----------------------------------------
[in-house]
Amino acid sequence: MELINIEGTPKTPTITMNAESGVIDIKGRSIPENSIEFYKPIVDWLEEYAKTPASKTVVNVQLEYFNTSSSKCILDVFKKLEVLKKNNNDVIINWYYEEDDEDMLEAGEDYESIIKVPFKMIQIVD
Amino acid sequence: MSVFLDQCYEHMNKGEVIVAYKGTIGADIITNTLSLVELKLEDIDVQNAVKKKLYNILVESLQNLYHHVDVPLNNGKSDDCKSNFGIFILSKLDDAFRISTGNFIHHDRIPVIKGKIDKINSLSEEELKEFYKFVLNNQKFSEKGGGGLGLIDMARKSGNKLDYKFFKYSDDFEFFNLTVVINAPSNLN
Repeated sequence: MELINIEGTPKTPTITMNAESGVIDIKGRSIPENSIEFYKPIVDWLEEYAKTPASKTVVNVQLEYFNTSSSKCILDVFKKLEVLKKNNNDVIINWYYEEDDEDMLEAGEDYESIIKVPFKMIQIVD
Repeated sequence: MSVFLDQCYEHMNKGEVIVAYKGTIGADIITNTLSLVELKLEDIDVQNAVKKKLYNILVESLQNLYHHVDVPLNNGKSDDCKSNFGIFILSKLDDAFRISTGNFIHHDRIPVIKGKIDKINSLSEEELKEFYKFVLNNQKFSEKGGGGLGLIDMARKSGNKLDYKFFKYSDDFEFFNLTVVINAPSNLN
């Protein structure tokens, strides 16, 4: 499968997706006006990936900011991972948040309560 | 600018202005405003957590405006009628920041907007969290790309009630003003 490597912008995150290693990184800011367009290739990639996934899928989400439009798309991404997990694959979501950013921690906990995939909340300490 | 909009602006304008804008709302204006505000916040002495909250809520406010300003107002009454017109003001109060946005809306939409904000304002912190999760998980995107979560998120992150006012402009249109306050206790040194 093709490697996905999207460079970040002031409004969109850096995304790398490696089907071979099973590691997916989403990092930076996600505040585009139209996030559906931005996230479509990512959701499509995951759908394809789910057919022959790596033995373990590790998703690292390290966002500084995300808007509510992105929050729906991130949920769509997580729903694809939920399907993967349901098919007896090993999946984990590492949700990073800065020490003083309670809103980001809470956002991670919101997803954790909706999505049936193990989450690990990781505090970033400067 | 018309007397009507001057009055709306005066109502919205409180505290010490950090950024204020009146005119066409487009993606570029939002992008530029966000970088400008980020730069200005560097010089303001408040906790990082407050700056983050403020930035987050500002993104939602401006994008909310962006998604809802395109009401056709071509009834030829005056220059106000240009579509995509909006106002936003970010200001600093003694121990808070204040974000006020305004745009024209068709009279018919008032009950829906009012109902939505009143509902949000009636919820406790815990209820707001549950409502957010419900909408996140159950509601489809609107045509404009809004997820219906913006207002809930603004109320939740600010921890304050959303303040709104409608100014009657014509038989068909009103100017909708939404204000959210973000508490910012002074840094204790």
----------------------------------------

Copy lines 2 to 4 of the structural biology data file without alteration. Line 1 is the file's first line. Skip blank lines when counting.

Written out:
Amino acid sequence: MELINIEGTPKTPTITMNAESGVIDIKGRSIPENSIEFYKPIVDWLEEYAKTPASKTVVNVQLEYFNTSSSKCILDVFKKLEVLKKNNNDVIINWYYEEDDEDMLEAGEDYESIIKVPFKMIQIVD
Amino acid sequence: MSVFLDQCYEHMNKGEVIVAYKGTIGADIITNTLSLVELKLEDIDVQNAVKKKLYNILVESLQNLYHHVDVPLNNGKSDDCKSNFGIFILSKLDDAFRISTGNFIHHDRIPVIKGKIDKINSLSEEELKEFYKFVLNNQKFSEKGGGGLGLIDMARKSGNKLDYKFFKYSDDFEFFNLTVVINAPSNLN
Repeated sequence: MELINIEGTPKTPTITMNAESGVIDIKGRSIPENSIEFYKPIVDWLEEYAKTPASKTVVNVQLEYFNTSSSKCILDVFKKLEVLKKNNNDVIINWYYEEDDEDMLEAGEDYESIIKVPFKMIQIVD